Competitiveness – the way forward in a global environment

Posted: 7 August 2014 | Salvatore Sciacchitano, Executive Secretary, ECAC | No comments yet

Regulators need to recognise the benefits of liberalisation and competition in the European air transport sector, says Salvatore Sciacchitano, Executive Secretary of the ECAC.

Since its creation in 1955, under the joint auspices of the Council of Europe and the International Civil Aviation Organization (ICAO), the European Civil Aviation Conference (ECAC) has had a decisive and continuing influence on the evolution of civil aviation policies, within Europe and also at the global level. 

With its membership of 44 States from across the continent, ECAC provides a unique forum for the development and co-ordination of pan-European responses to the opportunities and challenges that present themselves to civil aviation today. ECAC is especially active in its strategic priority areas of safety (including accident and incident investigation), security and the environment, but it also undertakes much valuable work on facilitation, training and economic issues. In all of this, ECAC is able to help ensure that European civil aviation remains safe, secure, competitive and sustainable, and well positioned at the leading edge of this critically important global industry.

Among several initiatives, ECAC – in collaboration with the European Commission – organises a periodic forum with the European aviation industry aimed at facilitating open debate and thought-provoking discussions between the regulators and senior aviation industry representatives on a wide range of air transport issues. ECAC Directors General, senior representatives of the European Commission and leaders of the European air transport sector regularly attend this forum.

The 2014 ECAC/EU Dialogue with the European Air Transport Industry, organised this year in cooperation with the Austrian Ministry for Transport, Innovation and Technology, took place in Vienna on 3-4 July 2014, and focused on the competitiveness of the European air transport sector. Through a blend of presentations and open debate, this year’s Dialogue explored the evolution of the European air transport sector during the last 20 years, and examined the role of regulators and the industry in improving the competitiveness of the sector today. It also defined short- and long-term recommendations to create a more competitive environment for the European industry. The Dialogue brought together more than 170 senior-level aviation decision makers and industry leaders, including Raymond Benjamin, ICAO Secretary General, and Tony Tyler, IATA CEO and Director General. As stated by ECAC President Catalin Radu during his opening remarks, the Dialogue’s objective was “to make concrete proposals for enhancing the competitiveness of the European air transport sector”.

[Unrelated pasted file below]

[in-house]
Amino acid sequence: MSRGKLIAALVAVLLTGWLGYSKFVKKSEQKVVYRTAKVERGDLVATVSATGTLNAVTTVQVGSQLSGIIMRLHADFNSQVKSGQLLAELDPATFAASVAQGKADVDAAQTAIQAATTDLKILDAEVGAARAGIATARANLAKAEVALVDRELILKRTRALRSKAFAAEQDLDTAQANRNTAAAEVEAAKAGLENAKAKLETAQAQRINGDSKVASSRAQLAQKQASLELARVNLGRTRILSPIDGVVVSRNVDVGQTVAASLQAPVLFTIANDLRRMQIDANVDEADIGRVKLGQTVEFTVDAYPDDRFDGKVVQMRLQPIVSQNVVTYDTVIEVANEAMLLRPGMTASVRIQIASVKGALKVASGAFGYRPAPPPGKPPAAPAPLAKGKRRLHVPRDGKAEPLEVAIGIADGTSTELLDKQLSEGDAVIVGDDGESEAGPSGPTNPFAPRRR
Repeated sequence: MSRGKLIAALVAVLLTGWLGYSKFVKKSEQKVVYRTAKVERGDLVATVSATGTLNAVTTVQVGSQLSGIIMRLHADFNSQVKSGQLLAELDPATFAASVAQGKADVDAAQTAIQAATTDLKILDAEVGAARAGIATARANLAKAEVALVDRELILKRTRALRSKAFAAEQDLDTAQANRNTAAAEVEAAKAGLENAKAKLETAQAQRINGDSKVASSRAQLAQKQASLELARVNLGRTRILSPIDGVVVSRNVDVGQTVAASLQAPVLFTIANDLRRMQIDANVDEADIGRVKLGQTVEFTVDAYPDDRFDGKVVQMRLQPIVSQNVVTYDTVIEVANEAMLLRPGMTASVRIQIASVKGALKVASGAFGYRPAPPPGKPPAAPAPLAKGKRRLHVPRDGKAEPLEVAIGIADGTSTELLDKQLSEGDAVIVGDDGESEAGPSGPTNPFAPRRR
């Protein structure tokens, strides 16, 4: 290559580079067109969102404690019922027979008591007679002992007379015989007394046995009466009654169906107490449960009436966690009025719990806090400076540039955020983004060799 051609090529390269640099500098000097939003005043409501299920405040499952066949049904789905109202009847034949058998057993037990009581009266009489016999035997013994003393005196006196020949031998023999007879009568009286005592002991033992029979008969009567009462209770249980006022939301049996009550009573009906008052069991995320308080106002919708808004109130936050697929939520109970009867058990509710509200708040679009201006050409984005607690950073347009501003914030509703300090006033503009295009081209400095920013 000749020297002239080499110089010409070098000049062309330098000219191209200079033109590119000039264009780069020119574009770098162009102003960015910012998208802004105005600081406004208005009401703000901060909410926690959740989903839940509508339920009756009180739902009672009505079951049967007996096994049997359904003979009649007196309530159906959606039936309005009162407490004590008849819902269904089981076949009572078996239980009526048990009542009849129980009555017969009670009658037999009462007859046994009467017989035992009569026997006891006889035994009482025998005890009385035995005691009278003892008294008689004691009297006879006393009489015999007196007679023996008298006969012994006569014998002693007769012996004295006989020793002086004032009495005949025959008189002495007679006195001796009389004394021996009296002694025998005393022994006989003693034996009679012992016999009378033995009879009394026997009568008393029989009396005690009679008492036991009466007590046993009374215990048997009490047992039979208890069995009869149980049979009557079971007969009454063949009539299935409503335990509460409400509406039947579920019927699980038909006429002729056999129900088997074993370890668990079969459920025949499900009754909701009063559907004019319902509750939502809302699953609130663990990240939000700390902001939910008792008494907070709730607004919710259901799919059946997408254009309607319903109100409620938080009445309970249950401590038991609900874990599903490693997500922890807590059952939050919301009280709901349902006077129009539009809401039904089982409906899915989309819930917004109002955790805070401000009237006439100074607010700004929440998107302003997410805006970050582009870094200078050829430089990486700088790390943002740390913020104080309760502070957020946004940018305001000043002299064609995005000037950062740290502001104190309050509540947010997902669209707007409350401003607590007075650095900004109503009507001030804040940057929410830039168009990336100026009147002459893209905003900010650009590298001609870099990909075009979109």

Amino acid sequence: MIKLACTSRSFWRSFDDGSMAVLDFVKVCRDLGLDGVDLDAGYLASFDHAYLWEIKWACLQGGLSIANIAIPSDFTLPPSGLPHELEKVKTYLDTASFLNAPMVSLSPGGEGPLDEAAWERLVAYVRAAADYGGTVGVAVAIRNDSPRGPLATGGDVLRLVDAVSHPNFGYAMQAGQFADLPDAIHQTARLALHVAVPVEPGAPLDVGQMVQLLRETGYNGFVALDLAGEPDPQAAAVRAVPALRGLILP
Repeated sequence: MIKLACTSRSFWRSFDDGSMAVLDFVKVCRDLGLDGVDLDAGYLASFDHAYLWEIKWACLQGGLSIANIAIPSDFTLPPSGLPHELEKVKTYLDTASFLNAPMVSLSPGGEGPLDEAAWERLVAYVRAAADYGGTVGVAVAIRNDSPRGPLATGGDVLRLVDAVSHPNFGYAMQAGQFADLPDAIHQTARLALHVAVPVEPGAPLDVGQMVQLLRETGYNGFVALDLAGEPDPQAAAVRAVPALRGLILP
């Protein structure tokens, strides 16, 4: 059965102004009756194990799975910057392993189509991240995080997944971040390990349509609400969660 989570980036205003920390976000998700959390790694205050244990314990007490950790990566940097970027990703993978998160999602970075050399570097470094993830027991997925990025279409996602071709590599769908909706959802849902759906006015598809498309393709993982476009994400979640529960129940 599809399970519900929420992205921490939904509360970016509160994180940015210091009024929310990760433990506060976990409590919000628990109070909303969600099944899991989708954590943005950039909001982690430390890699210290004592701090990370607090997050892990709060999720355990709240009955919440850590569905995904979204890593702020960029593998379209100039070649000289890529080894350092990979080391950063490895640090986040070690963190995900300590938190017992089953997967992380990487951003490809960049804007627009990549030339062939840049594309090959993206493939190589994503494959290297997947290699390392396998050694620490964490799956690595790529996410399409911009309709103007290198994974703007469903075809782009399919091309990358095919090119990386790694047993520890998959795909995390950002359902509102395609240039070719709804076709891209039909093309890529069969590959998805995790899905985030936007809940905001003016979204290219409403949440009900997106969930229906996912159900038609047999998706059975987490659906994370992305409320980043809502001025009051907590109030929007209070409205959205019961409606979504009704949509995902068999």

The Dialogue recognised the positive achievements of the European air transport sector in the past 20 years, such as liberalisation, and the economic and social benefits of aviation and the connectivity it has brought. Whilst extremely competitive, the sector remains fragile, and there were calls for reflection and a rapid adaptation to maintain and improve the position of Europe at global level.

At a time when the centre of gravity for aviation is moving towards other regions of the world, such a boost to European aviation competitiveness depends on the better understanding by governments and the public of the critical value of the air transport sector to the European economy.

Conscious of the diversity of the challenges facing the growth of the sector (e.g. fair competition, financing, taxation, air carrier ownership and control restrictions, reduction of connectivity, airport and ATM capacities), participants in the Dialogue urged the adoption of a shared vision where regulators and industry would build priorities in terms of regulation and infrastructure development.

Referring to liberalisation and competition in the sector in Europe, the Dialogue highlighted the benefits for the European economy as a whole, and the lack of recognition of the importance of the aviation industry by regulators and commentators, unlike in other parts of the world where aviation development is at the top of the political agenda. A true, integrated vision for the sector seemed to be missing.

The 2014 ECAC/EU Dialogue has been very successful in achieving its objectives: the identification of policy directions and initiatives aiming to support European air transport growth. The common wish of the participants was that these policy directions and initiatives would provide a firm basis for reflection by ECAC Directors General of Civil Aviation, the new European Parliament and the upcoming European Commission on the future development of the sector.


Salvatore Sciacchitano became the Executive Secretary of ECAC in December 2010. His career began in 1980 when he joined the Italian Airworthiness Authority (RAI). In 1996 Salvatore was appointed Director General of RAI, and following its merger with the DGAC and the establishment of the new Italian Civil Aviation Authority (ENAC), was appointed Vice Director General of ENAC. He was Chair of the JAA Committee for three years from 2001, and became the Italian representative on the Management Board of EASA in 2002. In 2003 Salvatore became the Italian representative on the EUROCONTOL Provisional Council and since 2006 has been a member of Co-ordination Committee of the EUROCONOL Provisional Council, of which he was elected Vice President in 2007 and 2009. He was awarded the Paul Tissandier Diploma by the International Aeronautical Federation in 2006 and also holds a private pilot’s license.

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